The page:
Bamburi hit with Sh1.2bn Uganda, Kenya tax claims

A section of Bamburi cement factory in Mombasa. FILE PHOTO | NMG 

Bamburi Cement faces tax claims amounting to Sh1.2 billion by authorities in Kenya and Uganda, with the company saying it has taken steps to avert the potential payouts.

The tax demand dwarfs the net profit of Sh181 million the Nairobi Securities Exchange-listed firm posted for the year ended December.

Bamburi says in its latest annual report that Kenya’s Treasury Cabinet secretary declined its application for penalties and interest waiver worth Sh288 million in a letter delivered on February 23, 2022.

The penalties arose from a tax assessment starting from 2007 to 2011.

“The company will continue to engage the Cabinet Secretary for National Treasury and Planning for a review of the decision to decline our penalties and interest waiver application,” said Bamburi.

The company has also been served with a demand for taxes totalling Sh956 million in Uganda where it operates through its subsidiary Hima Cement Limited.

“In September 2020, URA commenced a review of the Hima Cement Limited (HCL)’s transfer pricing compliance for the financial years of 2014 to 2018. In December 2022, Uganda Revenue Authority raised Corporation tax assessment with the principal tax of Sh594 million and interest of Sh362 million,” said Bamburi.

“The company objected to the raised assessments and submitted a detailed response to the objections team of URA. As per the Tax Procedural Code Act, URA is required to review the objection application and communicate a decision within 90 days from the date of objection. The objection was submitted on February 10, 2023.”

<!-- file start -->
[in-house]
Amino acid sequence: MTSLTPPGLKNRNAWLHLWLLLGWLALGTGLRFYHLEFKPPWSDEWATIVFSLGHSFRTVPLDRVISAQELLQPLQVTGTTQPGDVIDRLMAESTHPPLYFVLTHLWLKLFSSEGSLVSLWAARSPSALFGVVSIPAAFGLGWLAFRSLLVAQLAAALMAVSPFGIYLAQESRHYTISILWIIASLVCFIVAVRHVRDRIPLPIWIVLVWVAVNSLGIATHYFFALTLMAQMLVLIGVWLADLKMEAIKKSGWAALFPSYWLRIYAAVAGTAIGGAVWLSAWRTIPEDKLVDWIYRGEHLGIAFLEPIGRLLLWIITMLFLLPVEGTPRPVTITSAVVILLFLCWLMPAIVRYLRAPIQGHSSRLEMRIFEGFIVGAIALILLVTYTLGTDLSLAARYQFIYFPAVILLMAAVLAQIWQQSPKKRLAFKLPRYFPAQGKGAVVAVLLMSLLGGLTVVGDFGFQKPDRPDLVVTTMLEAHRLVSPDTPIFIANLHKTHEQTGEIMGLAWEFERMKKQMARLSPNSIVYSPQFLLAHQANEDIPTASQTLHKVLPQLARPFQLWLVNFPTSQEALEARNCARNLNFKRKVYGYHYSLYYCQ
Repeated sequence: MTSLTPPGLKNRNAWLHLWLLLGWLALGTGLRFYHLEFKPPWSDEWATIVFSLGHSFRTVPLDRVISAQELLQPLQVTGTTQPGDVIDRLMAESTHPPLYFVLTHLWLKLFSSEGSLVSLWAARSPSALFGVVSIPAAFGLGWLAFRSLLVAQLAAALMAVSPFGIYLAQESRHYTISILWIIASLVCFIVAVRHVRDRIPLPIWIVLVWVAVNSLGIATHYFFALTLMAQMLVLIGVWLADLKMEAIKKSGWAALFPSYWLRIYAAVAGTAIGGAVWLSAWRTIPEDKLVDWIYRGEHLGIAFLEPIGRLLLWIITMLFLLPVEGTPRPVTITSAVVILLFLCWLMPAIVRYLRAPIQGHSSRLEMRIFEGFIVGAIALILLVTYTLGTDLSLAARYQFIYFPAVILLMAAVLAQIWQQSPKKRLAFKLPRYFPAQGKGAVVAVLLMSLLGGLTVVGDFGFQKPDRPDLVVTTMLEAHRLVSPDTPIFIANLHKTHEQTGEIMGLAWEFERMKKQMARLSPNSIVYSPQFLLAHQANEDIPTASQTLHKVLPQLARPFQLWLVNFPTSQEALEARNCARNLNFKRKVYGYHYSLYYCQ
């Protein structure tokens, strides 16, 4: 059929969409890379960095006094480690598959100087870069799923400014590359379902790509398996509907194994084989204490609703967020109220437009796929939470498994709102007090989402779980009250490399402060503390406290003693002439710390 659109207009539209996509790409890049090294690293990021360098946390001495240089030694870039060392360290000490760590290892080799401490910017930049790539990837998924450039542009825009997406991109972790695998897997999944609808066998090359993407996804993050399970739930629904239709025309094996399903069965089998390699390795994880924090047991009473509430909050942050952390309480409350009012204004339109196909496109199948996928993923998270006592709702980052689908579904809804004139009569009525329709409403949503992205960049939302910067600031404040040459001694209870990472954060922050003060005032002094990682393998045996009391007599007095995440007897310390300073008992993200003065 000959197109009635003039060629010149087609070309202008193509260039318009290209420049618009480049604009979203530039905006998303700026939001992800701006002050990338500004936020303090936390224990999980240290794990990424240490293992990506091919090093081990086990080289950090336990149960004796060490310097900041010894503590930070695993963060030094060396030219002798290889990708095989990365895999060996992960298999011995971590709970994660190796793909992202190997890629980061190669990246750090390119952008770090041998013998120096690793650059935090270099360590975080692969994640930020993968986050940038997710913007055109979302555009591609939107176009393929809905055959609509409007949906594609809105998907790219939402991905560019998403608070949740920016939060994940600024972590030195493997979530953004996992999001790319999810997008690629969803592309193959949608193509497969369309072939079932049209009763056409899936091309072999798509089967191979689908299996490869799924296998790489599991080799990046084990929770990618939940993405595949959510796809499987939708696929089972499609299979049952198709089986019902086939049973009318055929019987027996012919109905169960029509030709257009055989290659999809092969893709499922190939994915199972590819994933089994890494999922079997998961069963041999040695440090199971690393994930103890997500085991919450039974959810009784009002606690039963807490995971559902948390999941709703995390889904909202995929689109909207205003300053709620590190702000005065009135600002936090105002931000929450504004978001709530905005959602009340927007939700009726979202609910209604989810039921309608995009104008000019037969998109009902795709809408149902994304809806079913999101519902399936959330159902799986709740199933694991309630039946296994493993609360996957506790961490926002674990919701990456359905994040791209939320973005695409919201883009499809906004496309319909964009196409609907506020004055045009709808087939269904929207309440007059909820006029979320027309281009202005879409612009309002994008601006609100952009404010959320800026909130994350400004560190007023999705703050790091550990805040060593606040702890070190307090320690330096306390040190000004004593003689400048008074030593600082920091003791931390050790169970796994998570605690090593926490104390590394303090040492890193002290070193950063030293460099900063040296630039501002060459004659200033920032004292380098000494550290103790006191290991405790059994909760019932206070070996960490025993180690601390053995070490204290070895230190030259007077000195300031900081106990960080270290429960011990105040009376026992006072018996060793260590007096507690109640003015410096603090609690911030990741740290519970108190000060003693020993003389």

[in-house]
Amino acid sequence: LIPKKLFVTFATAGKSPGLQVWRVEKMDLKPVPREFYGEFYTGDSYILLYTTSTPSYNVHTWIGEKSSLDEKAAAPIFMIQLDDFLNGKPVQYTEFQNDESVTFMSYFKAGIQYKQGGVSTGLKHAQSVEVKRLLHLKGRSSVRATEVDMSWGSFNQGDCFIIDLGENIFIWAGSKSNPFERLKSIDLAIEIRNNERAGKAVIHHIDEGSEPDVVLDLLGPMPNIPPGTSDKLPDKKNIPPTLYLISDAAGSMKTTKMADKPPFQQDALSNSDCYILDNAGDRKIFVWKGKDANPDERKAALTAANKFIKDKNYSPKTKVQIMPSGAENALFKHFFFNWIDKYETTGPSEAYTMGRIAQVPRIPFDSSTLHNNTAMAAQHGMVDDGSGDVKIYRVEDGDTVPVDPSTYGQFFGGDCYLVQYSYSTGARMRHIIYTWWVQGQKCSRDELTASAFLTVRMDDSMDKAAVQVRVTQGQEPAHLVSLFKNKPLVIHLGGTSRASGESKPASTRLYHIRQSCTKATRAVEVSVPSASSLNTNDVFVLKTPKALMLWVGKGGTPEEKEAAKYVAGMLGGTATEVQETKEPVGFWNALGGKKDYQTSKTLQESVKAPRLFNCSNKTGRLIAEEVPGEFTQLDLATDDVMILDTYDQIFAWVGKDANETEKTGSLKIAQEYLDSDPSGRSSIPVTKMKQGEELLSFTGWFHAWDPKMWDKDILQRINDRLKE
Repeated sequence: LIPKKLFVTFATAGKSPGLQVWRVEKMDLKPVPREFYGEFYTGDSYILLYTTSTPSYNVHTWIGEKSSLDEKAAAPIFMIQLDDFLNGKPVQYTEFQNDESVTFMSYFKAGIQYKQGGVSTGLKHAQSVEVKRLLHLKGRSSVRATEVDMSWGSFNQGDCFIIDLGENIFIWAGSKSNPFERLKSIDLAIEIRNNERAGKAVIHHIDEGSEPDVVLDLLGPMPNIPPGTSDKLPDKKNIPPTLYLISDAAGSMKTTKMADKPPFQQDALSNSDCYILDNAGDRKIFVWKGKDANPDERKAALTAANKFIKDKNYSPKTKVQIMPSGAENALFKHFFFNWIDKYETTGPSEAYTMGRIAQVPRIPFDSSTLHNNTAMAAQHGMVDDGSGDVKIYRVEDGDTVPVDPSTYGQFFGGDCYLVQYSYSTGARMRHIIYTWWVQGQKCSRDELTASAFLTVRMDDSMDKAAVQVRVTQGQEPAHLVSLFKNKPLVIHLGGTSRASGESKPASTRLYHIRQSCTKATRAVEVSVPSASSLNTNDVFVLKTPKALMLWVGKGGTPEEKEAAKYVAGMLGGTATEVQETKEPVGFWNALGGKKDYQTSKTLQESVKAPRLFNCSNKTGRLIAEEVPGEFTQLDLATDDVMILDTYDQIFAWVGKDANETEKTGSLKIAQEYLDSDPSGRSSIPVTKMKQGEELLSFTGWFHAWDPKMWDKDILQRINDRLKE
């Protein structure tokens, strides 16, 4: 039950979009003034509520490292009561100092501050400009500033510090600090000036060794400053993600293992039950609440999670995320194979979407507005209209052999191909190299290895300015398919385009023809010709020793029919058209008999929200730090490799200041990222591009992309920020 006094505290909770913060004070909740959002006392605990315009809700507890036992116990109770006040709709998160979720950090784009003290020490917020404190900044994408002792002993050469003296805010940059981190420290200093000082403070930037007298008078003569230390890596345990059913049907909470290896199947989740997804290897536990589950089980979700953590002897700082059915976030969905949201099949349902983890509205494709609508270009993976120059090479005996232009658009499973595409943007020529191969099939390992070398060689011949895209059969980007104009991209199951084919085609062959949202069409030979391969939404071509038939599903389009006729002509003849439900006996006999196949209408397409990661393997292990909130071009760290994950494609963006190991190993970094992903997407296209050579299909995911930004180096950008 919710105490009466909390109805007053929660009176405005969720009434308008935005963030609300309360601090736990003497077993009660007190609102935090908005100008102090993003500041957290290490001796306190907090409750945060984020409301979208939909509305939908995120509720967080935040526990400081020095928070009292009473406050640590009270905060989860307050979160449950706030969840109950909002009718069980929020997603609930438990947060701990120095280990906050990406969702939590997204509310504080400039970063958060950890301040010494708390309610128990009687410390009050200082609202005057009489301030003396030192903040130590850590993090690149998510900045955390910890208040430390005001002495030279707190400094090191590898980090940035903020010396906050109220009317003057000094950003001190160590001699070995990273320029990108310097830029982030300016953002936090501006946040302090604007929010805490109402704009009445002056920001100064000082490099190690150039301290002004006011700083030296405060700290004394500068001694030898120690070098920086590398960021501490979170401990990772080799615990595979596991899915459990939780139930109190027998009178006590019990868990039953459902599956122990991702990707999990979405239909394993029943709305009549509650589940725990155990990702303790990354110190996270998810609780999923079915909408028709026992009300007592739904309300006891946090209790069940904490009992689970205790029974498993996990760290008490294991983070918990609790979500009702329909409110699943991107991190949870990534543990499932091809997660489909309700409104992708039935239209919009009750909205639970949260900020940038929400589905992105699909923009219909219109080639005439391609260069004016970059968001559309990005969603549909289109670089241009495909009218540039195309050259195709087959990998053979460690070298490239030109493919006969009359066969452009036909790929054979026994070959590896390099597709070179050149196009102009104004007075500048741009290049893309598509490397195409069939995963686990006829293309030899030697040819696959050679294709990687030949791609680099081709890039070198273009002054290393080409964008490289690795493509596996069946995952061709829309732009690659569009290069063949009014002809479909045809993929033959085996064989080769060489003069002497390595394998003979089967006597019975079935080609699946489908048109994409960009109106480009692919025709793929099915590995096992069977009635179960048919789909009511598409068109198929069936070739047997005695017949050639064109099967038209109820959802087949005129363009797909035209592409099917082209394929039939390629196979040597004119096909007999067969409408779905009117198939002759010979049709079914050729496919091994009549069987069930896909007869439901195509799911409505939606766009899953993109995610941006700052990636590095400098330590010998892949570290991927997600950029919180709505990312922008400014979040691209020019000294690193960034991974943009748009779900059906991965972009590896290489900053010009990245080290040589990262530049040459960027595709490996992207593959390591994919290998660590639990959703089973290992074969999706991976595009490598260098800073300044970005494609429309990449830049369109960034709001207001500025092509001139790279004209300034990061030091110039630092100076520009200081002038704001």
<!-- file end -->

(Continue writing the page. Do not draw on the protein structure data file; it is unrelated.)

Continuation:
The cement maker said it reached a settlement with the Kenya Revenue Authority in 2018 based on the alternative dispute resolution framework regarding a tax assessment between 2007-2011 and paid principal tax amounting to Sh332 million relating to corporate tax.

The company also paid principal tax from 2021 to 2014, amounting to Sh40.6 million relating to corporate tax, withholding tax and value-added tax.

After the payments, it applied for a waiver of interest and penalties which were subsequently declined by the Treasury CS last year.

Bamburi's net income collapsed to Sh181 million last year from Sh1.3 billion in 2021, with the performance driven by lower sales, high costs and a larger-than-normal tax bill.

"The company will apply for a refund of the tax overpayment," Bamburi said.

It paid taxes of Sh454 million in the review period when its pre-tax earnings stood at Sh635 million, amounting to an effective tax rate of 71.4 percent.

The standard corporate income tax rate for resident firms is 30 percent which is closer to what Bamburi paid in 2021 –taxes of Sh792 million on pre-tax earnings of Sh2.17 billion.

The cement manufacturer’s sales also declined to Sh38.9 billion from Sh41.3 billion while costs such as marketing and production remained high.

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